Use of the amoxicillin/clavulanic acid combination for more than one week has caused mild hepatitis in some patients. Young children having ingested acute overdoses of amoxicillin manifested lethargy, vomiting, and renal dysfunction.[11][12]

Nonallergic amoxicillin rash

Between 3 and 10% of children taking amoxicillin (or ampicillin) show a late-developing (>72 hours after beginning medication and having never taken penicillin-like medication previously) rash, which is sometimes referred to as the "amoxicillin rash". The rash can also occur in adults.

The rash is described as maculopapular or morbilliform (measles-like; therefore, in medical literature, it is called "amoxicillin-induced morbilliform rash".[13]) It starts on the trunk and can spread from there. This rash is unlikely to be a true allergic reaction, and is not a contraindication for future amoxicillin usage, nor should the current regimen necessarily be stopped. However, this common amoxicillin rash and a dangerous allergic reaction cannot easily be distinguished by inexperienced persons, so a healthcare professional is often required to distinguish between the two.[14][15]

A nonallergic amoxicillin rash may also be an indicator of infectious mononucleosis. Some studies indicate about 80-90% of patients with acute Epstein Barr virus infection treated with amoxicillin or ampicillin develop such a rash.[16]


Amoxicillin may interact with these drugs:

Mechanism of actions

This drug acts by inhibiting the synthesis of bacterial cell walls. It inhibits cross-linkage between the linear peptidoglycan polymer chains that make up a major component of the cell walls of both Gram-positive and Gram-negative bacteria.

It has two ionizable groups in the physiological range (the amino group in alpha-position to the amide carbonyl group and the carboxyl group).

Spectrum of microorganism susceptibility and resistance

In general, Streptococcus, Bacillus subtilis, Enterococcus, Haemophilus, Helicobacter, and Moraxella are susceptible to amoxicillin, whereas Citrobacter, Klebsiella and Pseudomonas aeruginosa are resistant to it.[18] Some E. coli and most clinical isolates of Staphylococcus aureus have developed resistance to amoxicillin to varying degrees.


Amoxicillin was one of several semisynthetic derivatives of 6-aminopenicillanic acid (6-APA) developed at Beecham, England in the 1960s. It became available in 1972, and was the second aminopenicillin to reach the market (after ampicillin in 1961).[19][20][21] Co-amoxiclav became available in 1981.[20]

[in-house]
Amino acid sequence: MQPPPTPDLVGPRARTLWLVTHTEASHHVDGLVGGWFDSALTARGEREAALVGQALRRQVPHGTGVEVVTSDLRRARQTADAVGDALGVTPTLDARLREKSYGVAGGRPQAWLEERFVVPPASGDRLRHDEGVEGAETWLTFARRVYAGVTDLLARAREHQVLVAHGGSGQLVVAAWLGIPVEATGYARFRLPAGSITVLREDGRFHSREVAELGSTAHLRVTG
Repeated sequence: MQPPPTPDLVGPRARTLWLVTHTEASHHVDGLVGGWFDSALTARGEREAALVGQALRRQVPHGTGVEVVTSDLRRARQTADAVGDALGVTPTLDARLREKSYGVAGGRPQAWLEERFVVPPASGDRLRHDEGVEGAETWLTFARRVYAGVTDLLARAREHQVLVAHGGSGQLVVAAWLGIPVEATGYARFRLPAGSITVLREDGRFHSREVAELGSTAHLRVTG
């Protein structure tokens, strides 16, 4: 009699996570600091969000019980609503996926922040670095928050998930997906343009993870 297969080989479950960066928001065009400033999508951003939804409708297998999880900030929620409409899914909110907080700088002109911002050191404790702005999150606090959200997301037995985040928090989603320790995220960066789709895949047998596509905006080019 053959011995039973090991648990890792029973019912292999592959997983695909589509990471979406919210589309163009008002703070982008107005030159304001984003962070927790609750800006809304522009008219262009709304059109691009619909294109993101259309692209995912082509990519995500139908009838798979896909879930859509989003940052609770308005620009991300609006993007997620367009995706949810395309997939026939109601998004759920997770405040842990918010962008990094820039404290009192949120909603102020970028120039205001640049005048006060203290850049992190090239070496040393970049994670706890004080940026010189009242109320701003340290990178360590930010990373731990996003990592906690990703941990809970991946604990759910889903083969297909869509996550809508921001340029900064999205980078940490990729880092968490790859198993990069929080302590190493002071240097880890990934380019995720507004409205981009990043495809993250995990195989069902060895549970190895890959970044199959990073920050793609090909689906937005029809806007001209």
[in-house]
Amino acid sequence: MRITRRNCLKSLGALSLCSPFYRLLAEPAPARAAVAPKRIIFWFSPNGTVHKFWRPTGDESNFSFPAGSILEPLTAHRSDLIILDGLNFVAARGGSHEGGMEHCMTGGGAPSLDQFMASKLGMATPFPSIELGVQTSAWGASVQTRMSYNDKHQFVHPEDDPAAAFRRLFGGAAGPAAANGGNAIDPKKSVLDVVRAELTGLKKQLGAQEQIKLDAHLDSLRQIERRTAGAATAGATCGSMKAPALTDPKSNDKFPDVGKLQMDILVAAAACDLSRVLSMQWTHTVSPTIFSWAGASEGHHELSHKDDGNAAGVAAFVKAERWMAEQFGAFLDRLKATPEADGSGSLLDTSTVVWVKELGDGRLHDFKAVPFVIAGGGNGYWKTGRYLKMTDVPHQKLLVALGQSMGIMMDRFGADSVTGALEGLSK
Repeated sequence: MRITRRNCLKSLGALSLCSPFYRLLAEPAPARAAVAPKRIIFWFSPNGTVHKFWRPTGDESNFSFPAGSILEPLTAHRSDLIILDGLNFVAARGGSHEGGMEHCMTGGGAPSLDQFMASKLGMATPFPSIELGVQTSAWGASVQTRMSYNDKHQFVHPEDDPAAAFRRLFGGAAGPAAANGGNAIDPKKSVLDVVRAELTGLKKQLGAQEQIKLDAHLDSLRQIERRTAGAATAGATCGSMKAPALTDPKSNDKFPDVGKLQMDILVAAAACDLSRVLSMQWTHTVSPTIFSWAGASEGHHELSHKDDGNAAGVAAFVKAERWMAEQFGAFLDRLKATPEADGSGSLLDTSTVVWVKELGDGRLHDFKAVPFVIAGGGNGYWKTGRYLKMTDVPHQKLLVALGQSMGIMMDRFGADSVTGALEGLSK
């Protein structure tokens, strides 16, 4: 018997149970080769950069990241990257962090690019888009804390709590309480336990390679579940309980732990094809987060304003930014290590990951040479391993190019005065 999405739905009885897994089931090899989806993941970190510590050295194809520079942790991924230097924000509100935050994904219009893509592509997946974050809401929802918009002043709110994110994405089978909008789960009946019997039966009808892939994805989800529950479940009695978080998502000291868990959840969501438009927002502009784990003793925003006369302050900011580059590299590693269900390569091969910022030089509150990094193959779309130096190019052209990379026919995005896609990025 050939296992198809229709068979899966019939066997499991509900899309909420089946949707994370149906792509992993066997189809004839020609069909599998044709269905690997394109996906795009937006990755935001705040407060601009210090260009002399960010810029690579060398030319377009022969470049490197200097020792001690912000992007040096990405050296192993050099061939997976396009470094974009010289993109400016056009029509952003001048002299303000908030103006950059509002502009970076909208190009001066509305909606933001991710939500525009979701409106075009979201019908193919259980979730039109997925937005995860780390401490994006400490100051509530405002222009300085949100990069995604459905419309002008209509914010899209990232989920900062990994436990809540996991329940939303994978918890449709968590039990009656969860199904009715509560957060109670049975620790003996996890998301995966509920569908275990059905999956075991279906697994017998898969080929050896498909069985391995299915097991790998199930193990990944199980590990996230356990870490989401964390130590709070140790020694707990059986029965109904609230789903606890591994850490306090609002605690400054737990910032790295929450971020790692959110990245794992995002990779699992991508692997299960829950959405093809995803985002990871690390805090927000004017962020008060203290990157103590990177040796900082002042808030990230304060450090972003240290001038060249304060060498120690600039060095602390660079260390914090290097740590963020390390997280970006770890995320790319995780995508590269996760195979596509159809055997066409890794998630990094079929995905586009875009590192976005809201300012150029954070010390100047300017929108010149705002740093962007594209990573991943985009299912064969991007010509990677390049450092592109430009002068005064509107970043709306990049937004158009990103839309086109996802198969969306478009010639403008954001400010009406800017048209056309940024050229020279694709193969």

Modes of delivery

Pharmaceutical manufacturers make amoxicillin in trihydrate form, for oral use available as capsules, chewable and dispersible tablets, syrup and pediatric suspension for oral use, and as the sodium salt for intravenous administration. Amoxicillin is most commonly taken orally. The liquid forms are helpful where the patient might find it difficult to take tablets or capsules. Intravenous form is not sold in USA

Research with mice indicated successful delivery using intraperitoneally injected amoxicillin-bearing microparticles.[22]

Brand names

File:NOVAMOXIN antibiotic.jpg
Novamoxin prescription drug—500mg Amoxicillin trihydrate

Amoxicillin is one of the semisynthetic penicillins discovered by Beecham scientists. The patent for amoxicillin has expired, thus amoxicillin and co-amoxiclav preparations are marketed under many trade names and/or have several synonyms across the world, such as:

  • Actimoxi[23]
  • Alphamox
  • Amimox
  • Amocla
  • AMK
  • Amoksiklav
  • Amorion
  • Amoxibactin (animal use)
  • Amoxibos
  • Amoxiclav
  • Amoxidal
  • Amoxil
  • Amoxin[24]
  • Amoxibiotic[25]
  • Amoxicilina
  • Amoxidal
  • Amoxoral (animal use)
  • Apo-Amoxy
  • Arsogil[26]
  • Augmentin
  • Bactox
  • Bioxidona[27]
  • Cilamox
  • Clamoxyl
  • Clavamox
  • Clonamox
  • Curam
  • Dedoxil
  • Dispermox
  • Duomox
  • Defender[28]
  • E-Mox[29]
  • Enhancin
  • Ezymox[30]
  • Gimalxina
  • Geramox
  • Hiconcil
  • Himox
  • Isimoxin[31]
  • Klavax
  • Klavocin
  • Klavox
  • Lamoxy
  • Largopen
  • MOX
  • Moxatag
  • Moxilen
  • Moxypen
  • Moxyvit
  • Nobactam
  • Novamoxin
  • Optamox
  • Ospamox
  • Pamoxicillin
  • Panklav
  • Pinamox
  • Penamox
  • Polymox
  • Senox [32]
  • Sinacilin
  • Skymox[33]
  • Spektramox
  • Starmox[34]
  • Trimox
  • Tolodina[35]
  • Tormoxin
  • Tyclav[36]
  • Unimox
  • Vidamox
  • Wedemox
  • Wymox
  • Yucla
  • Zerrsox
  • Zimox
  • Zoxicillin[37]

Names without individual reference are referenced on the website.[38]